How many people know about Fuel Cell technology? The answer is probably not many and those that do know, may have some sketchy ideas about the wider benefits. Yes, fuel cells are the most efficient and low carbon means of utilising natural gas from our grid. Some fuels cells have a high heat output while others generate more electrical power. CHP plant and fuel cells are often clumped together as a technology group because of the nature of the outputs. It’s important to understand that SOFC (Solid Oxide) technology or stationary fuel cells can offer much more to the wider economic and energy landscape.
Improving air quality: The ongoing growth in decentralised energy in cities could potentially pose a threat to air quality; for instance, gas combustion in buildings could be responsible for 48% of NOx emissions by 2025 in Central London. Without a roll out of ‘Green Hydrogen’, which the government is being advised won’t happen for another 10 years (we’ll come back to this in a moment); we have to think quickly about what we can do here and now. Fuel Cell technology isn’t exactly new, in fact it was invented by a Welshmen back in the 1800’s. But today, commercially ready units are available on the market and by using the technologies electrochemical process to convert the chemical energy from hydrogen rich fuels into an electricity supply and useable heat, we can start cleaning up the air in our cities. Fuel cells emit no NOx, SOx and PMs.
The deployment of hydrogen locally and particularly in urban centres is discussed in BEIS’ Clean Growth Strategy. Hydrogen has a key role to play in energy system balancing, decarbonisation and meeting energy demand. SOLIDpower’s Fuel cells can also run on pure Hydrogen once available. Local, decentralised production of hydrogen on a house by house basis is not only possible now but is currently being demonstrated. The Hy4Heat programme, run by BEIS also shows great promise in demonstrating the advancement in technology for a hydrogen economy. It’s down to the appetite of policymakers as to how quickly the government makes it move on rolling out green hydrogen.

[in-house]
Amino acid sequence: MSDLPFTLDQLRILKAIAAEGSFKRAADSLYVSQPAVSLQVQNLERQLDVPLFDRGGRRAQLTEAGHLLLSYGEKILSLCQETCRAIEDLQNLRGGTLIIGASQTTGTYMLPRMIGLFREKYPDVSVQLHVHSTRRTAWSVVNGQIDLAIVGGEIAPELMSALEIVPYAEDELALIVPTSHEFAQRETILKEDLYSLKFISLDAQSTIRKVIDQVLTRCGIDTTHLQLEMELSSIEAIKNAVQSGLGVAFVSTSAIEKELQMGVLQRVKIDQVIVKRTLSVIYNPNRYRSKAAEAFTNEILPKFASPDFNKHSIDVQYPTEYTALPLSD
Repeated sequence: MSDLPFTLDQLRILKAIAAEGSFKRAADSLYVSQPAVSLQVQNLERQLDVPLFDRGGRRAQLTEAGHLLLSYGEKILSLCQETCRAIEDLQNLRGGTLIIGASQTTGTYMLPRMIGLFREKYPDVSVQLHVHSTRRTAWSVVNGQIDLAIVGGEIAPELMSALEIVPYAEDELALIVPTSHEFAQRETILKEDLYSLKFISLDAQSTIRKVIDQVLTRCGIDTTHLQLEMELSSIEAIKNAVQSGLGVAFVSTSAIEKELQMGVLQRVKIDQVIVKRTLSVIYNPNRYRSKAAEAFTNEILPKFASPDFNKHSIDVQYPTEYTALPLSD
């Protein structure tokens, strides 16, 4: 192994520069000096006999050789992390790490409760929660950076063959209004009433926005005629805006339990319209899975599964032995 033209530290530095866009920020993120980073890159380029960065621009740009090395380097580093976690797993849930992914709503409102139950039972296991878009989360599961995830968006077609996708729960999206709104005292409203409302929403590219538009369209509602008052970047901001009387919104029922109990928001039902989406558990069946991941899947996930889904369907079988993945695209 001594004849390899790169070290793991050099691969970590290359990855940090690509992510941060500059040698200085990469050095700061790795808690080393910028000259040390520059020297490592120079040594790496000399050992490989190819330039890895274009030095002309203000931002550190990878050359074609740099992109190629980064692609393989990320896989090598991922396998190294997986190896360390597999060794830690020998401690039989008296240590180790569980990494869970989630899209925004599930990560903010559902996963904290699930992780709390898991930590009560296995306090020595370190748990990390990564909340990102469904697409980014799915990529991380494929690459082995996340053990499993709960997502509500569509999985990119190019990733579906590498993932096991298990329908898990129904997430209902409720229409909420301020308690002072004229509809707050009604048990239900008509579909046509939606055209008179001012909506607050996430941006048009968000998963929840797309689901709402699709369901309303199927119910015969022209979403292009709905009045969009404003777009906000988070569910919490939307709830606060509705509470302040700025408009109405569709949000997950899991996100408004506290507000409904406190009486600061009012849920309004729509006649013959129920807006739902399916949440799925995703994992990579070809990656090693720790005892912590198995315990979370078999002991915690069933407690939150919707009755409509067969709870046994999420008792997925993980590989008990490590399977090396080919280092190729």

Flexibility: Investment in new energy infrastructure will be required to address loss of existing electricity generation capacity but also to deal with increasingly intermittent renewable generation capacity such as solar PV. Additionally, the extra load from EV charging and heat pump operation will require capital investment in the distribution network particularly in urban areas. Fuel cells can reduce such investment by offering dependability of local generation for instance by addressing overnight EV charging when PV doesn’t generate electricity. The deployment of fuel cells at scale would introduce new flexible distributed electricity generation capacity into the energy system thus addressing grid security risks at a lower cost.
SOLIDpower manufacturers the BG-15, BlueGEN stationary fuel cell unit for both residential and small commercial properties. With our UK partners including Manchester based Renewable Planet and ELS lease finance our BlueGEN technology will become more affordable for commercial customers and the wider good. To find out more visit: https://www.renewableplanet.co.uk/#fuel-cells
Tim is an original member and founder of World Of Renewables. Since 2005, he has steered WoR to an industry leader within the field of renewable energy news reporting. Tim is now Vice-Chairman of WOREA and played a major role in the merger with WREA.